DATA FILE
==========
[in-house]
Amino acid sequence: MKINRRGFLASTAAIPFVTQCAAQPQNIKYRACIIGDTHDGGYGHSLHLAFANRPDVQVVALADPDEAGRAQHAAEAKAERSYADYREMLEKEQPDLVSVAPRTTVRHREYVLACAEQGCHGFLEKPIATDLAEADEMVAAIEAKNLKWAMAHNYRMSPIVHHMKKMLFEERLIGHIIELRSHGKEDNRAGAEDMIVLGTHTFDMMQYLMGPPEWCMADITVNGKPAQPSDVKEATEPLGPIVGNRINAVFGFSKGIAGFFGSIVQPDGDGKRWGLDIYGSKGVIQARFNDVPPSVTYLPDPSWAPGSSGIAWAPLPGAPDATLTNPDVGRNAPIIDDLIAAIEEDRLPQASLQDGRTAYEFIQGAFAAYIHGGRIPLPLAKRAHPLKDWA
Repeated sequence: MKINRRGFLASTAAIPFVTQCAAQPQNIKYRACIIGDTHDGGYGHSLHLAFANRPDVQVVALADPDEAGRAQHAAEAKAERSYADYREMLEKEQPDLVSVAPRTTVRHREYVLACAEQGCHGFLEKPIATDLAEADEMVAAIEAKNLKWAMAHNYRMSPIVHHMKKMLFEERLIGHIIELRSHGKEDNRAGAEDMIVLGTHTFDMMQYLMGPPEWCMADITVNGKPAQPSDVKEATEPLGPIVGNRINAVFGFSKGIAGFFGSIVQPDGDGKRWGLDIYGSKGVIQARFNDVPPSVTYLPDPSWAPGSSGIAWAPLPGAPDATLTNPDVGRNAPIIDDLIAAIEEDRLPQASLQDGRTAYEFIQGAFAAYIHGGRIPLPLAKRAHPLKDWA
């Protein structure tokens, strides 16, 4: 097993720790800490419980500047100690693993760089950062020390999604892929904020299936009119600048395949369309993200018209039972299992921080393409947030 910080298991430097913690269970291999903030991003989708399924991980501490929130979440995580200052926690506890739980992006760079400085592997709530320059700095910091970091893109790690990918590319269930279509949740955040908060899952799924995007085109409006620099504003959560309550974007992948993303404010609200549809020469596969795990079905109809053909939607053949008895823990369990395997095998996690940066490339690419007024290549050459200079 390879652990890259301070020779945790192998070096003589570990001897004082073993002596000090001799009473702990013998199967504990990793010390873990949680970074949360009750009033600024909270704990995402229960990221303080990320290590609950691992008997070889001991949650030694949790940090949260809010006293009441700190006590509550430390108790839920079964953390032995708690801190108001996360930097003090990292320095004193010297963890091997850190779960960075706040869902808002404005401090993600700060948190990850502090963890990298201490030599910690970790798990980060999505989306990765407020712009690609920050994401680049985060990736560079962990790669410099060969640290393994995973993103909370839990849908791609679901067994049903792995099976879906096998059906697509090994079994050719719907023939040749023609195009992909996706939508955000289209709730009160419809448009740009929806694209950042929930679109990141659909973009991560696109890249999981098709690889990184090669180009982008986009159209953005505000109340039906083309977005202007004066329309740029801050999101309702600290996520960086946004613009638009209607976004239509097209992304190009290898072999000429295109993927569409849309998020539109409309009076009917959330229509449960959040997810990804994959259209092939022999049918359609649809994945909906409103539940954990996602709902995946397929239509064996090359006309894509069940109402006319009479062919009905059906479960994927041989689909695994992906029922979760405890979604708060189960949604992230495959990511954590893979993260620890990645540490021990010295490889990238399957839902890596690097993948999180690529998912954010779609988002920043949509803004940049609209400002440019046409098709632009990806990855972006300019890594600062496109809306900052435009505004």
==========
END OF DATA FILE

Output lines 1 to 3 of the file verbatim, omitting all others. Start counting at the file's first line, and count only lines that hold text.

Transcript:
[in-house]
Amino acid sequence: MKINRRGFLASTAAIPFVTQCAAQPQNIKYRACIIGDTHDGGYGHSLHLAFANRPDVQVVALADPDEAGRAQHAAEAKAERSYADYREMLEKEQPDLVSVAPRTTVRHREYVLACAEQGCHGFLEKPIATDLAEADEMVAAIEAKNLKWAMAHNYRMSPIVHHMKKMLFEERLIGHIIELRSHGKEDNRAGAEDMIVLGTHTFDMMQYLMGPPEWCMADITVNGKPAQPSDVKEATEPLGPIVGNRINAVFGFSKGIAGFFGSIVQPDGDGKRWGLDIYGSKGVIQARFNDVPPSVTYLPDPSWAPGSSGIAWAPLPGAPDATLTNPDVGRNAPIIDDLIAAIEEDRLPQASLQDGRTAYEFIQGAFAAYIHGGRIPLPLAKRAHPLKDWA
Repeated sequence: MKINRRGFLASTAAIPFVTQCAAQPQNIKYRACIIGDTHDGGYGHSLHLAFANRPDVQVVALADPDEAGRAQHAAEAKAERSYADYREMLEKEQPDLVSVAPRTTVRHREYVLACAEQGCHGFLEKPIATDLAEADEMVAAIEAKNLKWAMAHNYRMSPIVHHMKKMLFEERLIGHIIELRSHGKEDNRAGAEDMIVLGTHTFDMMQYLMGPPEWCMADITVNGKPAQPSDVKEATEPLGPIVGNRINAVFGFSKGIAGFFGSIVQPDGDGKRWGLDIYGSKGVIQARFNDVPPSVTYLPDPSWAPGSSGIAWAPLPGAPDATLTNPDVGRNAPIIDDLIAAIEEDRLPQASLQDGRTAYEFIQGAFAAYIHGGRIPLPLAKRAHPLKDWA